These days the Republican party should be taking care that it doesn’t veer off the cliff on the other side of the political spectrum. The current Republican president has his own issues about corruption and competence and contempt for standards issues, and has bragged about his hound dog ways, the party hasn’t come up with a free market health care system to polls above the 20s and seems intent on a favor-the-rich tax plan and an antagonize-everyone foreign policy, and the voices of sanity seem just as out-shouted as they are over the Democratic side. If both parties

— Bud Norman

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Conspiracy Theories, Old and New

With nothing else on the local AM radio except National Football League games and financial advice and The Oak Ridge Boy’s all-time lamest hit on the usually reliable country oldies station, we wound up spending some drive time on Sunday evening listening to Alex Jones’ “Infowars” program. We enjoy a good conspiracy theory the way some people enjoy a good murder mystery, which is to say the more far-fetched the better, and Jones rarely disappoints.
If you’re not familiar with Jones, he’s the lunatic who likes to scream that the Sandy Hook mass shooting was a made-for-TV movie and certain politicians are literal demons from hell who literally smell of smell of brimstone and are putting chemicals in the water that are “turning the friggin’ frogs gay,” in between commercials peddling snake oil cures for the diseases that all those refugees are spreading, but as we tuned he was talking about the assassination of President John Kennedy. That’s rather old news by now, but Jones had we journalism types call a “news hook” because President Donald Trump has announced that he’s going to de-classify a great deal of information about the assassination, and we can hardly blame Jones for his glee. As a candidate for president Trump appeared on Jones show to attest to the hosts “great reputation” and promise that “I won’t let you down,” Jones has since boasted about how the things he says on show have been repeated by the president he helped elect, and even after so many years the Kennedy hit is still grist for the conspiracy theory mill.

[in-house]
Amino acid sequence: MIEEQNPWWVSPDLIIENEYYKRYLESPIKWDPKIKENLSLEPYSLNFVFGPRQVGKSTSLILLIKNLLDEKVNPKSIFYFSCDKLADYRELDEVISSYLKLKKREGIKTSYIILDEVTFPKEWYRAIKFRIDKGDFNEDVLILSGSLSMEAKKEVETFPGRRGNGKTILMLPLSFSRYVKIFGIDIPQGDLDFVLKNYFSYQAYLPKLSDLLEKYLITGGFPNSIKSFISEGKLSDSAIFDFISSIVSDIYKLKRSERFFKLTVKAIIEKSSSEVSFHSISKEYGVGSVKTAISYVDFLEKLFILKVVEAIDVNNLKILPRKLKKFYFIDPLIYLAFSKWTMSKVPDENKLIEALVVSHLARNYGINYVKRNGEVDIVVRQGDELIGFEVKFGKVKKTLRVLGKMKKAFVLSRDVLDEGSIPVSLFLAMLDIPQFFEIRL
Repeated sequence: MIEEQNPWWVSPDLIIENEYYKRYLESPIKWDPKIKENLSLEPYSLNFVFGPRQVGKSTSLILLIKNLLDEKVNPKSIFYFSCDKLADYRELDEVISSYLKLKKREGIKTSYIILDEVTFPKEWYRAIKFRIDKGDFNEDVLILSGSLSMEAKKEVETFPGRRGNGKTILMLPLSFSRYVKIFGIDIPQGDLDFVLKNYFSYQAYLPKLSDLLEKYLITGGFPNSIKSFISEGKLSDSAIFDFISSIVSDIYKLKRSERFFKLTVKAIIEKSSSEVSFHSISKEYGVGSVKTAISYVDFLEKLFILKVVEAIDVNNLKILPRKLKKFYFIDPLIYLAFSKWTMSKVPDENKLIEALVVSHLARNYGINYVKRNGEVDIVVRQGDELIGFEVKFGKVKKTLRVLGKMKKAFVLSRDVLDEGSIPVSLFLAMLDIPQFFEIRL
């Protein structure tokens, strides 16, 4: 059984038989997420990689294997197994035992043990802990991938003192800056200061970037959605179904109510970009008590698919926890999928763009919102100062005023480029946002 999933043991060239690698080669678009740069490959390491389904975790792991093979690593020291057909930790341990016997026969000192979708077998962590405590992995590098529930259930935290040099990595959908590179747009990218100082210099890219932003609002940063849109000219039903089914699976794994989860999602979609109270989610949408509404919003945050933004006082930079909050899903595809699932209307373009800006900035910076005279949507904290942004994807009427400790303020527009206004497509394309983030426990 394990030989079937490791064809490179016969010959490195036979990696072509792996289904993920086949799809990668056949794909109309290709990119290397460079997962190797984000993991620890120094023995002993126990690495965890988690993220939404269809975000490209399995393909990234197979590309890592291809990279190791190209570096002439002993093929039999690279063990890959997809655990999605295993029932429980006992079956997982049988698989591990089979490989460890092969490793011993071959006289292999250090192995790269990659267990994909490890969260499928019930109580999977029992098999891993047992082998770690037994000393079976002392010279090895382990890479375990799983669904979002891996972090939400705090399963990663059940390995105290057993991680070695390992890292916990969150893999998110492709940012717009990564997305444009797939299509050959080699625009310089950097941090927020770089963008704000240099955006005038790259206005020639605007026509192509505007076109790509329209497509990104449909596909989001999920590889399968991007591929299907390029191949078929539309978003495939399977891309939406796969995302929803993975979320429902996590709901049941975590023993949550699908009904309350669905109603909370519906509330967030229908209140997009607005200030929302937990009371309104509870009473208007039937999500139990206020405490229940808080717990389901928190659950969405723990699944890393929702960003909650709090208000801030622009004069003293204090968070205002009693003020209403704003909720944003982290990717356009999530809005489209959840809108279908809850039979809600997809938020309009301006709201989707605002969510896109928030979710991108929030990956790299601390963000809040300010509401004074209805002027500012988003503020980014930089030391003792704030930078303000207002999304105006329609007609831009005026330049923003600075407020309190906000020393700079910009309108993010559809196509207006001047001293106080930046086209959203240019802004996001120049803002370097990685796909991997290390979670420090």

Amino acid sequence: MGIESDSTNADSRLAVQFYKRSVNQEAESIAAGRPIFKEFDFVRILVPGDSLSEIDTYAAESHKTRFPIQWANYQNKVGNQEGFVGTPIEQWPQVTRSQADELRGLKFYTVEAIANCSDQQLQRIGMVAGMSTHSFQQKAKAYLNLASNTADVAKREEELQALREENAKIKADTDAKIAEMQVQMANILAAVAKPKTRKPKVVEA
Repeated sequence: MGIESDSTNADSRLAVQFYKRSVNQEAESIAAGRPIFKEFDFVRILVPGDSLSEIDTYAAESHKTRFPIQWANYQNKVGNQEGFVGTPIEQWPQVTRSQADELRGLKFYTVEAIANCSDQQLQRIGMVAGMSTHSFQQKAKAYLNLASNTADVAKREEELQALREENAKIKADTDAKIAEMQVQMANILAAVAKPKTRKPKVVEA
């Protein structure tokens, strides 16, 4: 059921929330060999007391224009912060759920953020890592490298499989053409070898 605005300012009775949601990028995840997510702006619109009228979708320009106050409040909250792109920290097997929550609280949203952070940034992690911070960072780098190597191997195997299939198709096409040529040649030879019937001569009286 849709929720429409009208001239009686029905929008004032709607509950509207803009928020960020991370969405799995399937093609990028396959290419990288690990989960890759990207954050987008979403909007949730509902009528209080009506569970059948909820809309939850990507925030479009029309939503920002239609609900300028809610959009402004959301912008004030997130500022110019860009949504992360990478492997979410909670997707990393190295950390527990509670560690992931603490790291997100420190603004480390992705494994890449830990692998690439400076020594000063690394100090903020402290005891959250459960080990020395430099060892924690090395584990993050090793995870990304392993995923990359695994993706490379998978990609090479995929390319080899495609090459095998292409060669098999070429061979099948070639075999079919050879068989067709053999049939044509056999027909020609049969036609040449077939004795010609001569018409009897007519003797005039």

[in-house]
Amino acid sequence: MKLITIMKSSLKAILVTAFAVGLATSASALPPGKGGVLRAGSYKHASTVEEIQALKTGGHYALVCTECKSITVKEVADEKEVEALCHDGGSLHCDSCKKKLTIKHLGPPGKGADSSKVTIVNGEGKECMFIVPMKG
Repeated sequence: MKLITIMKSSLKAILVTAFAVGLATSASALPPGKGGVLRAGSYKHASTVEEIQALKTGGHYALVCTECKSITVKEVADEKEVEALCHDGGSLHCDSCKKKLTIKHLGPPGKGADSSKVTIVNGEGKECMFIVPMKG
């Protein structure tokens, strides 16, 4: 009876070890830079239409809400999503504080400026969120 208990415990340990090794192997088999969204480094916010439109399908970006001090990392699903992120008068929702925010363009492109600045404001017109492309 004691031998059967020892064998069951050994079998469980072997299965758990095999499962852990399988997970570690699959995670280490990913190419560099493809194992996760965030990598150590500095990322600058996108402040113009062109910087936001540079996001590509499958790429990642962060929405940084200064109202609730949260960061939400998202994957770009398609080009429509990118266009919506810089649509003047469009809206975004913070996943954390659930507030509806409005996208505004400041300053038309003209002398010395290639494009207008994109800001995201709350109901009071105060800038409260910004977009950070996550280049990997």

Jones was joined during the segment by Roger Stone, a veteran of Richard Nixon’s self-named “Rat Fuckers” dirty tricks unit, a partner of Trump’s former campaign Richard Manafort in a lucrative lobbying business that mostly catered to the world’s worst dictatorships, and a longtime friend and advisor of Trump himself. Both men were quite convinced that President Lyndon Johnson was the mastermind of an elaborate plot to kill Kennedy, citing the supposed deathbed confession of former Central Intelligence Agency operative E. Howard Hunt, who’s better known as one of the burglars who tried to wiretap the Watergate offices of the Democratic party on Nixon’s behalf, and both were giddy at the possibility that Trump had acted to vindicate their theories.
After so many years we can’t imagine any living person’s reason not to declassify almost everything regarding the Kennedy assassination, so we can’t fault Trump for doing so, but we also don’t don’t doubt that Trump was making a dirt cheap payoff to his conspiracy-theorizing fans. Any moment now we also expect the declassification of everything about the alien space craft that landed even many more years ago in Roswell, New Mexico, and although there’s no reason not to do that as well it will probably be for the sake of those Trump fans who still worry about that.
Nothing that can be declassified will at long last vindicate any of the conspiracy theories, all of which have gone stubbornly unproved over so many years, and we’ll bet whatever we’ve got left that they won’t implicate Sen. Ted Cruz’s father in the Kennedy assassination, as Trump’s good friends at The National Enquirer alleged during a heated presidential primary campaign. Still, none of it will implicate Trump, as it all happened so many so years ago, and whatever doubts it sows that there’s something sinister behind all the otherwise inexplicable news you see these days can only hearten Trump’s conspiracy-theorizing friends.
Jones first came to fame alleging that Republican President George W. Bush had conspired to kill more than 3,000 Americans in the terror attacks on the World Trade Center and the Pentagon and unknown capital locations, then spent eight long years alleging that Democratic President Barack Obama was a Kenyan-born Muslim and godless communist who attained office through some nefarious plot or another, but he know holds forth that Trump is bravely battling the ongoing plot that has been afoot at least since Kennedy was killed. According to some accounts the plot has been ongoing since the illuminati formed at the end of the Holy Roman empire, or as far back as when those demons from hell first rebelled, but by all accounts Trump is the foretold hero who will deliver us from evil.